Roche Point Lighthouse
Sunday, 3rd August
At 0830 we let go the visitor’s mooring at Crosshaven Yacht Club. There was the faintest easterly wind - just enough for steerageway. We took the last of ebb and drifted towards the entrance of the River. We could hear Roche Lighthouse sounding and guessed there could be fog at sea. Progress was so slow that we took two-hours-and-a-half to arrive at a point near the lighthouse where we anchored for lunch. The fact that we did not have an engine was a blessing; otherwise we would have been tempted to suffer its raucous sound and breathe in copious gaseous fumes. Having accepted the loss of the engine, our attitude to the cruise was simply to relax and let the wind dictate where we would go. In fact, there was no alternative, except to buy a new outboard motor.
Map showing Oysterhaven
While I prepared a mid-day snack, Geoff set about devising an improved self-steering system that entailed using the storm jib, plus a couple of blocks and a spare sheet. As we took in the beauty of the scenery and ate our lunch a school of small porpoises entertained us by frolicking around the boat. A light breeze sprang up, prompting us to sail out to sea for testing the new self-steering system. The crews of the racing fleet, including those aboard a flotilla of Cork One Design yachts, were enjoying themselves. We hoisted our spinnaker and more than held our own with the best of them while trolling for mackerel. Altogether we caught two mackerel and one Pollock before handing the lines. As we did so, a shark broke surface and made a close pass under the stern of the boat.
Looking down on Oysterhaven
There’s nothing quite like the smell of fresh mackerel sizzling in a frying pan to whet the appetite, and less than an hour after we caught them, their succulent flesh was falling apart in our mouths. Hours later, we slowly sailed by the entrance of Oysterhaven Creek and continued towards the Bandon Estuary where we anchored at 2020 in three fathoms, south of Charles Fort. It was truly a picturesque and romantic setting that spoke of troubled times in the seventeenth century when the fort was built. At that time there was conflict between James the Second and William of Orange. I’m not conversant with the history, but the star-shaped fort could house a whole garrison with their weapons of war and provisions for withstanding a siege. The magnificent stone fortification had a commanding position overlooking the River towards the less imposing James’s Fort on the other side. Vessels of invading forces trying to gain access to the anchorage at Kinsale would have been vulnerable to attack from those occupying the forts.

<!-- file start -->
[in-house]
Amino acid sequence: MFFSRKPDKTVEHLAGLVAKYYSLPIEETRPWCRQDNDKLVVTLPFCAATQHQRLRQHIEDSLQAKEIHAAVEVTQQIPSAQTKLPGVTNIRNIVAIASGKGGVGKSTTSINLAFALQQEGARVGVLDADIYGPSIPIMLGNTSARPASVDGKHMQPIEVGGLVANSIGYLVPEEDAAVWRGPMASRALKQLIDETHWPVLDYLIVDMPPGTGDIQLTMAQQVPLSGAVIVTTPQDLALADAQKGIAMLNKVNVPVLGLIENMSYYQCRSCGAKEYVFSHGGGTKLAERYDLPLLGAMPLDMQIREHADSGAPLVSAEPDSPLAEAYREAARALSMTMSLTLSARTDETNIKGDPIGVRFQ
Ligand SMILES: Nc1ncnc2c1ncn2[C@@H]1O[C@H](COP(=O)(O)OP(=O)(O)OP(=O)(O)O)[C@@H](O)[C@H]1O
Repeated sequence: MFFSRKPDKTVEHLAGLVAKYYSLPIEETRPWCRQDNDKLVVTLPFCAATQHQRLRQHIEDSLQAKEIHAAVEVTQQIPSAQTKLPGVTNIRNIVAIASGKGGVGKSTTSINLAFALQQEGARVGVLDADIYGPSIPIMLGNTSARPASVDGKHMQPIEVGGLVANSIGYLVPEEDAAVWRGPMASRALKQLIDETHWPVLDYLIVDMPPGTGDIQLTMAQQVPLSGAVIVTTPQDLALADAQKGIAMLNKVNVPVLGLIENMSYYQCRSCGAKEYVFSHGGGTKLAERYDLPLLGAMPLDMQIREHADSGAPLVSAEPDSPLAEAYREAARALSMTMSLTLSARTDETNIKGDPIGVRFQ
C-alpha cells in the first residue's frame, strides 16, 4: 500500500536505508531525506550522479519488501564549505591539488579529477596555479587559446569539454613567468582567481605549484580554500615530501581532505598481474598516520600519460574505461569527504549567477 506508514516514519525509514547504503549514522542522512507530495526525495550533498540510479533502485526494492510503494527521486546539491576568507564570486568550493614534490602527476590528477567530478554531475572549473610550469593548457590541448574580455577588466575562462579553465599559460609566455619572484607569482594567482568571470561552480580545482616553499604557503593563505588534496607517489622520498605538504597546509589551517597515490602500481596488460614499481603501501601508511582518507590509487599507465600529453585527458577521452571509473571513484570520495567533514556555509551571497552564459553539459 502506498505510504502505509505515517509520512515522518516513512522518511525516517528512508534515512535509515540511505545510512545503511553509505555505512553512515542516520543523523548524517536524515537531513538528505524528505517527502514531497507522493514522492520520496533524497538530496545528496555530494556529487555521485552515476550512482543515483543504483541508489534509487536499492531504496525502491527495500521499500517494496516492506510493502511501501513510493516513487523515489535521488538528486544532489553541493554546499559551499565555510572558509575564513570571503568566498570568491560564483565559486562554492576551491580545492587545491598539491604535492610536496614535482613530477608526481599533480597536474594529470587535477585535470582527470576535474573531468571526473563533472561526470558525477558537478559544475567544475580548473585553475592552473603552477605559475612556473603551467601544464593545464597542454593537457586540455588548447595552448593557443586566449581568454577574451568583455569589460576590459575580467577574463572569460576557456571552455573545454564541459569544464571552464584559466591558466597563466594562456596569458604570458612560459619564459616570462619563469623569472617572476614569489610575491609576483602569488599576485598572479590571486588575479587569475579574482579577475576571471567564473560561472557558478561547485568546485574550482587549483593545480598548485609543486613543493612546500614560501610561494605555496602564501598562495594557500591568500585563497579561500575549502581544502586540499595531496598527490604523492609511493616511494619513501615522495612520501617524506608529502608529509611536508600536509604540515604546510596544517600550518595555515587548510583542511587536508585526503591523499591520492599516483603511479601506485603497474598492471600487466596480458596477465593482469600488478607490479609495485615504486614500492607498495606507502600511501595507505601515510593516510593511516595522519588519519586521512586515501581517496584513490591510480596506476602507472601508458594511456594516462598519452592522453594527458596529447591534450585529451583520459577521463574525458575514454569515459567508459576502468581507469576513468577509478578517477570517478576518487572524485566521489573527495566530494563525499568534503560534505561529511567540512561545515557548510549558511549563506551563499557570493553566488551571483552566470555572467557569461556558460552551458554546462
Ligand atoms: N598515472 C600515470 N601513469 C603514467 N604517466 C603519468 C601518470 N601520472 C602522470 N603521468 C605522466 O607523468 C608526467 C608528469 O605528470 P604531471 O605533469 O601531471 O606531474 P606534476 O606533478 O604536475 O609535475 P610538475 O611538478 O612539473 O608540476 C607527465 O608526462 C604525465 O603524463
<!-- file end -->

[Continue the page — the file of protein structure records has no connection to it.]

Charles Fort Anchorage
Another view of Charles Fort
Monday, 4th August
Kinsale as seen from Charles Fort
Uncharacteristically, we woke up late at 0830, but there was no hurry, as we were on a leisurely cruise. We discovered it was a Bank Holiday, and at Kinsale it was Regatta Day.
The crew gutting mackerel
By mid-day the sky had brightened sufficiently to encourage three lasses to brave the cold water for a swim from a nearby beach. Their shrieks, laughter and antics entertained us for a short while, and when the show was over, Geoff occupied himself by trying to improve his Mark 11 self-steering system. Having played with it to his satisfaction, he suggested we should go for a test sail to find out if it would work. We could also do a spot of mackerel fishing, just as we had done the day before. Well, the modified Mark 11 performed to Geoff’s expectations, but more importantly, we were highly successful at fishing. Pleased with our test sail and the abundant catch we returned to the River Bandon, but instead of anchoring at Fort Charles we continued to the anchorage at Kinsale. Without ado, we inflated the dinghy and rowed ashore to partake of the festivities. Rubbing shoulders with excited spectators we watched the final stages of the Regatta and treated ourselves to locally-made ice creams. Before returning to ‘Pinto’ we did a little shopping and enjoyed an exhibition of amateur paintings and ceramics.